The Hobbit Blog Part 5: The trouble with logistics

I’ve spent enough time recently on the small ideas by the small minds of school levy advocates and socialist leaning politics. As I’ve described in previous articles about the topic of the making of The Hobbit by Peter Jackson, (seen by clicking here,) I enjoy paying special attention to large-scale projects that are successful. Films like those created by Jackson are modern examples of the best in their profession and worth examination. And for me the movie translation of J.R.R. Tolkien’s classic work is a wonderful place to study the quality of a forward thinker.

You can track my previous comments back through the links in sequential order. This particular episode deals specifically with location shooting in New Zealand. I’ve had the opportunity on a few occasions to work with similar productions, but nothing on a scale such as what’s shown in this clip. Check it out:

When you’ve seen this kind of production up close from behind the camera it’s amazing that anything ever comes out looking right. It’s always a challenge to get the small army of trailers and restrooms transported to a location shoot which is enormously expensive, since everything has to be brought in, as shown in that clip. To gain the ability to set up a village essentially that can cater the needs of the hundreds if not thousands of employees moving around the set is a tremendous undertaking.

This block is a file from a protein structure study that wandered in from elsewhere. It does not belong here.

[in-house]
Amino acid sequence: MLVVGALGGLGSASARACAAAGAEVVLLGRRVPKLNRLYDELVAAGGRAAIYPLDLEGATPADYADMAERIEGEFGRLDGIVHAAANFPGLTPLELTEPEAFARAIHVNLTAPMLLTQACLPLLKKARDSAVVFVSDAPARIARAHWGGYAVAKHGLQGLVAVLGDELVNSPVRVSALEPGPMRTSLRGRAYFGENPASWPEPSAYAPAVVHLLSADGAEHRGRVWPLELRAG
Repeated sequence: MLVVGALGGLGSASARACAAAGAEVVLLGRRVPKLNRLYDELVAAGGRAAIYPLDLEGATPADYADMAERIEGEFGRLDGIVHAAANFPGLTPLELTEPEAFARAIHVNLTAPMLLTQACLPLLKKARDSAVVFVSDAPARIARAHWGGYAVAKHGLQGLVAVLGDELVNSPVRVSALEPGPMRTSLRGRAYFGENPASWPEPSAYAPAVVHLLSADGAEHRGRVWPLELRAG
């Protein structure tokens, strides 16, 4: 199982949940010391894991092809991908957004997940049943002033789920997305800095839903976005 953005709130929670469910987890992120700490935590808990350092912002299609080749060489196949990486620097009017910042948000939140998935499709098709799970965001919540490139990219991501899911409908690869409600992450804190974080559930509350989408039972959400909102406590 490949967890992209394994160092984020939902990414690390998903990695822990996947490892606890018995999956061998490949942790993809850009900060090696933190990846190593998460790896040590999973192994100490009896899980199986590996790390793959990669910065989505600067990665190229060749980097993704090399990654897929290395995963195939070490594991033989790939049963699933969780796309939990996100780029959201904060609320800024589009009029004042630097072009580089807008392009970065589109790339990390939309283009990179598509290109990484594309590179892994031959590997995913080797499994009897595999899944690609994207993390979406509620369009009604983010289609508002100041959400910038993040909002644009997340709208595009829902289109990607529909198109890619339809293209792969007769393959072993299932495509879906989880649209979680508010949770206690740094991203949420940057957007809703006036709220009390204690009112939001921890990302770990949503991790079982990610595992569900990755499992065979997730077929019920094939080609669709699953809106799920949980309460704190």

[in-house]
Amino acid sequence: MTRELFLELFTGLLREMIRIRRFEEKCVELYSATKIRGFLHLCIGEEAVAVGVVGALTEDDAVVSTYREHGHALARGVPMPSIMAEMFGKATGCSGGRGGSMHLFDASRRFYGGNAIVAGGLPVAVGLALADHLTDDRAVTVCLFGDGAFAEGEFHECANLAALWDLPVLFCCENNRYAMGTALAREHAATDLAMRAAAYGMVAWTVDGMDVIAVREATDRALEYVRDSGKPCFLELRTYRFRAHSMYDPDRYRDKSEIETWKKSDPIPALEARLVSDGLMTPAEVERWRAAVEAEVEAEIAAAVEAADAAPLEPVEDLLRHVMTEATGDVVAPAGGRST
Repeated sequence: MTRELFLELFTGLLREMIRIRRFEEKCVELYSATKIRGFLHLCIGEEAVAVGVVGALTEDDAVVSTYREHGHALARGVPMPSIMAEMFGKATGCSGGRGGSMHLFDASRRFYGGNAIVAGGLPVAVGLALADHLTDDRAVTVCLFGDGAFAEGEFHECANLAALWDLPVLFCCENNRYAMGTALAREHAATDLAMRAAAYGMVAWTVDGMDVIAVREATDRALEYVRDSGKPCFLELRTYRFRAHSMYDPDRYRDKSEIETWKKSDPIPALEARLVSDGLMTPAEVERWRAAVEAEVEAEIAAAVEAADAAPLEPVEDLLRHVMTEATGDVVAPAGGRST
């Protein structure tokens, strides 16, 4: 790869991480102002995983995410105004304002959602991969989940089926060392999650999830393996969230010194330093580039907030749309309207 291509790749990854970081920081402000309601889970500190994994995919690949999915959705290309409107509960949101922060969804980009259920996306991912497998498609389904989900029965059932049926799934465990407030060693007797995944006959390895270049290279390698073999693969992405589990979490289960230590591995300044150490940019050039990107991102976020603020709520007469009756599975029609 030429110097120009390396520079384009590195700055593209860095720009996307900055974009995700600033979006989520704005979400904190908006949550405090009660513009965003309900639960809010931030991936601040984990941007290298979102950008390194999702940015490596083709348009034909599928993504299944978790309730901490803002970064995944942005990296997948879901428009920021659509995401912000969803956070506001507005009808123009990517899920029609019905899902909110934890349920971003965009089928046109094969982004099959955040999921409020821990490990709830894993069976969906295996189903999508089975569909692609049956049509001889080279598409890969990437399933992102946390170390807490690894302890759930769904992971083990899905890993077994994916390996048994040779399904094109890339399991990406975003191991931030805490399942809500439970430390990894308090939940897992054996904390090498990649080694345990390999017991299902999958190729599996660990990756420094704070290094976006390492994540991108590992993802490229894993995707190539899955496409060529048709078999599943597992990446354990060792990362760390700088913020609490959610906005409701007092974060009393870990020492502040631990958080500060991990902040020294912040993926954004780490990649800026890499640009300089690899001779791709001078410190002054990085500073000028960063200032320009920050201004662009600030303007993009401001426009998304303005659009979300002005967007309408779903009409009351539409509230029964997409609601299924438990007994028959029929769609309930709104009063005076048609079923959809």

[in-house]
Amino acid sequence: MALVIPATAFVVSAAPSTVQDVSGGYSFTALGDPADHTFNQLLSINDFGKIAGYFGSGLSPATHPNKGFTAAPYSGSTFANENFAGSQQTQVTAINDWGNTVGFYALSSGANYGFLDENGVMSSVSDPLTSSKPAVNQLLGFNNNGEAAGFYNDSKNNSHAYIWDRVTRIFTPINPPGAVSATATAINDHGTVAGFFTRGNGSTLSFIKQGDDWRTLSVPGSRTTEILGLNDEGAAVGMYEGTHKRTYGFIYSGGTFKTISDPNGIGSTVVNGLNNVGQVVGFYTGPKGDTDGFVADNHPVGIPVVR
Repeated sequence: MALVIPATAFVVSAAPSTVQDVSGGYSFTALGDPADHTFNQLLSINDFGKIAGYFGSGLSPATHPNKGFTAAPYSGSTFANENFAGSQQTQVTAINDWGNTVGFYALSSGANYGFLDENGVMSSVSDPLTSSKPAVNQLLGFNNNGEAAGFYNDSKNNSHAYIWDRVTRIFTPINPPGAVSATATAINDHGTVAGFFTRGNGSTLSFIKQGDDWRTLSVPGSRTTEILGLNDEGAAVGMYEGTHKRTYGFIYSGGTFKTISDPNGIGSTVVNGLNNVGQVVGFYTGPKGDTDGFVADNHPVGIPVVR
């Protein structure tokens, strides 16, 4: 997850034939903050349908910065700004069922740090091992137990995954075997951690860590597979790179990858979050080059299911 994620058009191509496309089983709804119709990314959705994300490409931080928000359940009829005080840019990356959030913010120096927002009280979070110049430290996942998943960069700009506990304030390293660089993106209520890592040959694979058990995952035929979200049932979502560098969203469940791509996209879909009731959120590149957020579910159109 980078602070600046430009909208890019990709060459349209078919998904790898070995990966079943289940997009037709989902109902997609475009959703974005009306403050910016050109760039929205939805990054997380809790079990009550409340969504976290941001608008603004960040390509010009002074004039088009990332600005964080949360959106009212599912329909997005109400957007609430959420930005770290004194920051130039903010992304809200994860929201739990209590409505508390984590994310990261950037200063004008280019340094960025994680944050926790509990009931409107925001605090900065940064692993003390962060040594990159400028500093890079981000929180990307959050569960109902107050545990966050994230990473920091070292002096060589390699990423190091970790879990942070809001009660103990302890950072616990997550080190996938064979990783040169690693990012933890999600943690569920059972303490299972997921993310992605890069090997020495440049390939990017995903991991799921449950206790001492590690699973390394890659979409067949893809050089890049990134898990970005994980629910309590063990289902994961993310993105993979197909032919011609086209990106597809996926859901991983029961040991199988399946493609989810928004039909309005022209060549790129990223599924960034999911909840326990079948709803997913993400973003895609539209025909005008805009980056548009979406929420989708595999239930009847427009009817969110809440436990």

I have always been fascinated with the film making process because of its demand that a production be lean and mean. People who work on such film crews do not have the luxury of becoming entrenched in their jobs because they are always in a state of constant adaptation. This also lends to an efficiency that is difficult to recreate in the private sector where workers fall in love with their offices, or their cubicles and can devolve in to a daily routine that gradually numbs their minds. In the film business, the people tend to be more intellectual because they are constantly required to adapt to their circumstances. However, this is also why they tend to be more liberal, because they lack grounding in their lives. They instead are like nomads always moving from one place to the next, and such a life is hard on relationships.

I will never forget my experience with a producer who was tasked to put together the clip I was working on with Real D 3D to develop a new 3D camera system. The production was a pitch trailer intended to show off the new technology. So I was called out to Hollywood to allow my fire whips to show off the cool new 3D technology. In the movie business, if you have a unique talent, there’s almost always a part to play for a business that is always looking for new ideas. The producer for this endeavor picked me up at LAX airport holding a sign at the baggage claim and proceeded to personally drive me through LA to the east end of town to the hotel the production put me in on Brand Blvd, which is extremely well-known for being a popular television shooting street.

Our film shoot was at night so I had the day to kill plenty of time and explore the area in and around Burbank. What is most distinguished in this particular area as opposed to any city in the United States is the amount of city corner lots that are completely dedicated to setting up an on location film set, mostly for television productions. Those lots encompass entire city blocks to make room for the army of trailers that move in and out of that spot within a couple of days. Most of these scenes are for television shows that need exterior shots. This is why most television shows choose Los Angeles to film anything, because the infrastructure is there to support that business.